Minicamps Are Camp 'Countdown'

Like most of the league, the Packers will hold their three-day minicamp beginning on Tuesday.

For players, coaches, and even front office executives, the vacation plans are all confirmed and the golf clubs have been cleaned and re-gripped and packed for shipping to some getaway resort, but there remains one order of business until everyone heads to the beaches and the links.

Two dozen franchises — including the Green Bay Packers — commence their mandatory minicamp practices on Tuesday. For much of a league prepared to go into semi-hibernation until the official opening of training camps late next month, the three-day sessions are an important time. With last year's lockout and resulting compressed schedule, there is some agreement in the NFL that rarely have the minicamps been more significant.

Indeed, for many, there is nothing "mini" about them.

"The OTAs are great, especially since we didn't have them last year, but (the minicamps) really ramp things up," acknowledged Seattle coach Pete Carroll. "Sure, everyone is thinking about the down-time that comes after ... but it sort of gets your head back into the football (mode) again."

Said one coach whose mandatory minicamp doesn't begin until next week: "It's kind of the two-minute warning that football is coming. You know, like, 'Get the vacation out of the way and start preparing (for camp.) It gets your attention in a way the (OTAs) probably don't. It sort of starts the countdown (for 2012)."

In an NFL calendar relatively shy of action, except for the warp-speed negotiation of rookie contracts and a couple of looming free agent-related deadlines, this week arguably represents the busiest time for the league since the end of the draft a little more than six weeks ago. Two clubs, Cleveland and New Orleans, have completed mandatory minicamps, and six more teams won't convene until next week. For 75 percent of the league, however, this week is a key one.

"Lots of work to be done," allowed Washington's Mike Shanahan, who will be breaking in a new starting quarterback for a third straight year. Most coaches would concur with that, and with the widely held notion that minicamps, even with their incongruous positioning just before vacation time, augurs the start of work.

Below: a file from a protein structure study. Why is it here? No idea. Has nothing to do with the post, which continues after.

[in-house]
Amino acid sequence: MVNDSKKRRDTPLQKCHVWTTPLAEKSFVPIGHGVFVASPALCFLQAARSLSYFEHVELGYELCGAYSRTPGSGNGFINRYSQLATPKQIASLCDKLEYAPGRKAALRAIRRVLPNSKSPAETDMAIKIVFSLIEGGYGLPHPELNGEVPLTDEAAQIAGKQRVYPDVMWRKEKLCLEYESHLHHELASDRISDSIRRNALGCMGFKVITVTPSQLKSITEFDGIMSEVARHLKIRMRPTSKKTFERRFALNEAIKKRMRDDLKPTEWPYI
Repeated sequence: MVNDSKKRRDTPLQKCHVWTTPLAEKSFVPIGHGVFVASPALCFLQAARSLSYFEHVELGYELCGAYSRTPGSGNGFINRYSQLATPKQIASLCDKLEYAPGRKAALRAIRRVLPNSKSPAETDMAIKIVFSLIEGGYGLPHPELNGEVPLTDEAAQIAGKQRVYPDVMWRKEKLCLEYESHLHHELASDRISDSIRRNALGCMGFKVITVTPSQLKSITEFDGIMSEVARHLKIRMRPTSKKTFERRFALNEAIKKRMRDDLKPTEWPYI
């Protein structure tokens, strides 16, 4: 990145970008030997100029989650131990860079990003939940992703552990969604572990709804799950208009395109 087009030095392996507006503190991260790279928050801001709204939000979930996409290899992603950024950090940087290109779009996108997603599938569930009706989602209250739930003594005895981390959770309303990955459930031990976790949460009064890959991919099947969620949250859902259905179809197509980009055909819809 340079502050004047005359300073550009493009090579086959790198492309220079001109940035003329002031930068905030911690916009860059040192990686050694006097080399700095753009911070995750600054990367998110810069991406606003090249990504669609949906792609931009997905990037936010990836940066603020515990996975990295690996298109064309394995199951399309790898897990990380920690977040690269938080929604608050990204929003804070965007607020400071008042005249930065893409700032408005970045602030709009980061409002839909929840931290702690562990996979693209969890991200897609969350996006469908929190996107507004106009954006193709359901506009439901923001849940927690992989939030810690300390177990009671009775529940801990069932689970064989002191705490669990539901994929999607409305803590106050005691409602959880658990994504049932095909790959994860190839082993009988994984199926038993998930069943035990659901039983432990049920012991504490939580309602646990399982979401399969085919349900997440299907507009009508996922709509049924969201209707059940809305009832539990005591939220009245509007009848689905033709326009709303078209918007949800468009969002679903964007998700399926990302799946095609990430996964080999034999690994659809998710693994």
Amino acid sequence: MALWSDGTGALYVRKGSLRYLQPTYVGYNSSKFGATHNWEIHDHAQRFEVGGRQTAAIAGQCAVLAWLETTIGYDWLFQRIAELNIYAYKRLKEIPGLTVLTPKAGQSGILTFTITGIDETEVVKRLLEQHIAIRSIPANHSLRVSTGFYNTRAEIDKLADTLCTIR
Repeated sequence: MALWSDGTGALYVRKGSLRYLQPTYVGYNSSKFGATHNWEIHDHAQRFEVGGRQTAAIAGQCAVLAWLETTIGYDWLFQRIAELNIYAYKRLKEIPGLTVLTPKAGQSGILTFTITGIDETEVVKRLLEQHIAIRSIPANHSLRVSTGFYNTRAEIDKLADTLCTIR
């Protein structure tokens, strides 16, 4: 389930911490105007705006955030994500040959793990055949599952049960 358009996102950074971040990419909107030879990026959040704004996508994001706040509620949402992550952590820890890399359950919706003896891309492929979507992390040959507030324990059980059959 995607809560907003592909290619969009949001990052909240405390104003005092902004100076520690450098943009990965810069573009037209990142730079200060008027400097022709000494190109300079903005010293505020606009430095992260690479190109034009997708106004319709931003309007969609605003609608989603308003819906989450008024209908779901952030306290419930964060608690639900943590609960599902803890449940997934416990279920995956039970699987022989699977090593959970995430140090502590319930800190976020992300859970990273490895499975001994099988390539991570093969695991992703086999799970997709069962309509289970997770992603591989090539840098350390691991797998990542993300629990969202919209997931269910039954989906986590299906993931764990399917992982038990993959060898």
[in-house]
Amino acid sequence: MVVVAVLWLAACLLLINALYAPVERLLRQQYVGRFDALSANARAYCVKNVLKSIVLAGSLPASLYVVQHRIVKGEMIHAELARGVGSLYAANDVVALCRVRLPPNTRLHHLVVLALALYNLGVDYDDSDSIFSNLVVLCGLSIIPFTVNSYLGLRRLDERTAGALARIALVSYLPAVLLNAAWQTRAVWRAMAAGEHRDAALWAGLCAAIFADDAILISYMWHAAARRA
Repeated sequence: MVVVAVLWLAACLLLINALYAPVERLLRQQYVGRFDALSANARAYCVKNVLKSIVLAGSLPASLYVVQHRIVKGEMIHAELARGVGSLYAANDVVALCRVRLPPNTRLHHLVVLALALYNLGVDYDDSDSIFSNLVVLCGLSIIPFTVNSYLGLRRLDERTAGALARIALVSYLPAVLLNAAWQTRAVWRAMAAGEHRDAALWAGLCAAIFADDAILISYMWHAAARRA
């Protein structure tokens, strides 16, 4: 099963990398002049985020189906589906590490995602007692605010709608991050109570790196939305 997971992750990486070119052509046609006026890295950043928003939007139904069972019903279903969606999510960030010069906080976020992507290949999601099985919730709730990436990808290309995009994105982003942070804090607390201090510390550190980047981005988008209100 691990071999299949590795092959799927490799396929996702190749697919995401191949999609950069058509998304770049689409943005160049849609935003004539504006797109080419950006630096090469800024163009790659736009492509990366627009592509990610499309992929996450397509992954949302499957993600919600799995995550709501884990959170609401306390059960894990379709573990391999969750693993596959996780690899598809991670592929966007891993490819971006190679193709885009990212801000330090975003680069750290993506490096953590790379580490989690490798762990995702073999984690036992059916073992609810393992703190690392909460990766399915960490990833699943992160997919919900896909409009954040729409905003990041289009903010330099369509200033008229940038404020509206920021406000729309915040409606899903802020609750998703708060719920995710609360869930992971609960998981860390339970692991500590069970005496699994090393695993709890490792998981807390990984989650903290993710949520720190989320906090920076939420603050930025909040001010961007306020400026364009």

Peyton Manning has been working out in Denver, but the on-field acclimation with his new teammates and coaches will be ratcheted up some on Tuesday.

Manning's replacement, top overall draft choice Andrew Luck, will be able to participate in the Colts' most formal workouts until training camp, after missing OTAs because of the rule that precluded him from practicing until the Stanford academic term ended.

As good as he was as a rookie, Carolina quarterback Cam Newton should benefit from the initial June minicamp of his career.

The remade Pittsburgh offensive line, with only two starters back at the same positions they played a year ago, will be able to begin working in projected rookie starters David DeCastro and Mike Adams, at right guard and left tackle, respectively, after the two missed all of the OTAs because of the same rule that kept Luck out until this week. Three or four teams that begin minicamps on Tuesday figure to have new quarterbacks.

Perhaps most notably, all of the NFL's new coaches, three of them first-timers, will start their team's minicamps on Tuesday morning.

Said Greg Schiano of Tampa Bay: "I think it's a next step everyone really looks forward to taking."

And that doesn't only take into account the players or coaches who are making their debuts in the league. The NFLPA was careful to include in last summer's CBA some safeguards against overzealous practices, rules about contact, guidelines regarding the number of offseason workouts permissible and the intensity levels of each. The moves were good ones, particularly in a climate that emphasizes safety. But even with the restrictions, there isn't much denying among veteran players that the offseason regimens of the past had reached a comfort-zone level.

Certainly, that was disrupted last year with the lockout, and a guy like John Fox of the Broncos is looking forward to Tuesday not only because of Manning's presence in the Denver huddle, but because he had no minicamp last season. The argument over whether the absence of minicamps in 2011 had any bearing on the quality of the game can be debated.

"But," said Fox, "I do think we missed minicamps (in 2011)."

Which might suggest that, for many people in the game, this year's minicamps will take on maximum importance.


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Len Pasquarelli is a Senior NFL Writer for The Sports Xchange. He has covered the NFL for 33 years and is a member of the Pro Football Hall of Fame selection committee. His NFL coverage earned recognition as the winner of the McCann Award for distinguished reporting in 2008.

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